E-Proctors, LCCA, Project Green, ESG: What’s the Difference?


Ella Xue '23

Students painting pumpkins at an event hosted by Project Green, one of four environmental groups on campus.

Dora Lin '23, Contributor

From pumpkin painting on a casual Sunday to lobbying representatives, environmental groups on campus have organized to help alleviate the climate crisis and raise awareness. However, distinguishing between the different environmental groups working towards the same goal can be challenging for students.
A major organization on campus dedicated specifically to taking political action around climate change is Loomis Chaffee Climate Action (LCCA). This group hosted a follow-up to the September 20th climate strike in Hartford last year and has been involved with local and federal level lobbying meetings. This year, LCCA is splitting into task groups such as California Lobbying and Connecticut Lobbying.
“LCCA is special because we approach the climate crisis from a political climate action perspective, involving lots of off-campus work…We are providing our members with opportunities to establish connections that last long after graduation with powerful and motivational environmental groups,” said Tallula Johansen ’22, a leader of LCCA.
E-Proctors, after merging with Ag-Proctors last spring, focuses on promoting environmental consciousness and a more sustainable lifestyle. Their main initiative this year is establishing composting on campus.
It is difficult to establish a clear plan for this year, with students both virtual and in-person, since much of their work is reliant on being in-person.
“We have more of an education aspect–this means we’re teaching our community how to be more environmentally friendly…We are also more official in the sense that this organization was established by the school, not by students, so we have more authority in conducting events and projects,” said Bhrus (Pun) Sangruji ’21, a head E-Proctor.
Another environmental sustainability program is Project Green, a student-run club promoting sustainability and environmental awareness. Following up their recent pumpkin painting event, the leaders plan on hosting events such as solar fest, a TerraCycle initiative, Project Green Night (which includes notepads and smoothie bike), as well as more pumpkin painting. Their main goal of the year is to reduce the use of single-use plastics and establish a writing initiative with the Log.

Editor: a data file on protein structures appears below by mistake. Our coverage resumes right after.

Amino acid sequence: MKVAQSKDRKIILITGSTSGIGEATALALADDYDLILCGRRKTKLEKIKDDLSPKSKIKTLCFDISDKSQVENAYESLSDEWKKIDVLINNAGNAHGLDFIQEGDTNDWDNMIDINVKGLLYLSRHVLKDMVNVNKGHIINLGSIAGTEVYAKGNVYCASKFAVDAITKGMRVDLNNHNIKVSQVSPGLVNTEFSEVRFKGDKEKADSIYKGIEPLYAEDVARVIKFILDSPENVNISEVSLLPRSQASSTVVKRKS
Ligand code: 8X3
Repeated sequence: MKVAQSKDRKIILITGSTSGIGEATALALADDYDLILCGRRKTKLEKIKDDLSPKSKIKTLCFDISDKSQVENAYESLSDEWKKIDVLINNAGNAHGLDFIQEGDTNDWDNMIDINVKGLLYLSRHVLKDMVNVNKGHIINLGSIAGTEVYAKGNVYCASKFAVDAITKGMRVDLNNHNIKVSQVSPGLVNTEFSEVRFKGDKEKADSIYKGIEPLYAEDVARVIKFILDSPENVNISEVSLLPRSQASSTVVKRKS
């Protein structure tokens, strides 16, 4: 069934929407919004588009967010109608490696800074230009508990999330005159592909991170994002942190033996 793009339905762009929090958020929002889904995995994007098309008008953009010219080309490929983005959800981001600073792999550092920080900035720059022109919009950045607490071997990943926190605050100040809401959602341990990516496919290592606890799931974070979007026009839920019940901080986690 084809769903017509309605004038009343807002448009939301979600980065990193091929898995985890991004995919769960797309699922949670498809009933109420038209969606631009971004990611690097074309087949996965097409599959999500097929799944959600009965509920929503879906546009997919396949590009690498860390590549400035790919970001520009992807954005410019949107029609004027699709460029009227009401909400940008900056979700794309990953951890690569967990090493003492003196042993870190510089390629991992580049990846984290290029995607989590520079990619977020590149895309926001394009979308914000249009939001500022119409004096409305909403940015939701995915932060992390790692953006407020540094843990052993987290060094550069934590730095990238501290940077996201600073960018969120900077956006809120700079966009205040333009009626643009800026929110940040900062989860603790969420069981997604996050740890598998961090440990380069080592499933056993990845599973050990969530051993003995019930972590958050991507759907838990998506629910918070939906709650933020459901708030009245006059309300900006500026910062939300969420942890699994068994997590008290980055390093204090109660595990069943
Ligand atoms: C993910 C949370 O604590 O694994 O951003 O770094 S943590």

“The uniqueness of our club is the fact that it’s member-driven. You do not have to apply for a leadership position to be a member, which makes a sustainable lifestyle accessible to everyone. Everyone can be a part of Project Green and make a difference in the LC community,” said Biani Ebie ’21 and Kate Shymkiv ’22, leaders of Project Green.
The Environmental Social Governance (ESG) group combines investing and environmental sustainability. In 2017 an anonymous donor gifted $100,000 towards the endowment, intending to incite the formation of an ESG group. Since then, leaders of the club have worked to build an investment portfolio focused around not only on following ESG values, but also has seen growth comparable to the school’s endowment.
“This year with the addition of new members, we hope to engage more of the community in our efforts while also educating students on the possibility of creating an environmentally conscious and successful portfolio. I think that the ESG group covers a section of environmental sustainability that is not covered by any other organization at Loomis Chaffee,” said Harry Knight ‘21, a member of ESG’s leadership and a Log News editor.
Every student leader interviewed believed that having multiple groups on campus focusing on the ongoing climate crisis is beneficial. Recently, groups including LCCA and E-Proctors collaborated on events during the Halfy bEARTHday week hosted by the E-Proctors.
Bhrus (Pun) Sangruji, a head E-Proctor, said, “[With the emerging groups focusing on sustainability] I feel like the student body may be a little confused about the identity of what Loomis is trying to do with environmental sustainability. But at the same time, it is also better in the sense that we have more people focusing on these issues. There are pros and cons to both sides.”
“Climate change and the environment have many layers to them so it is amazing that each club and organization tries to cover their own aspect and spread awareness,” Biani Ebie ’21 and Kate Shymkiv ’22, leaders of Project Green, said.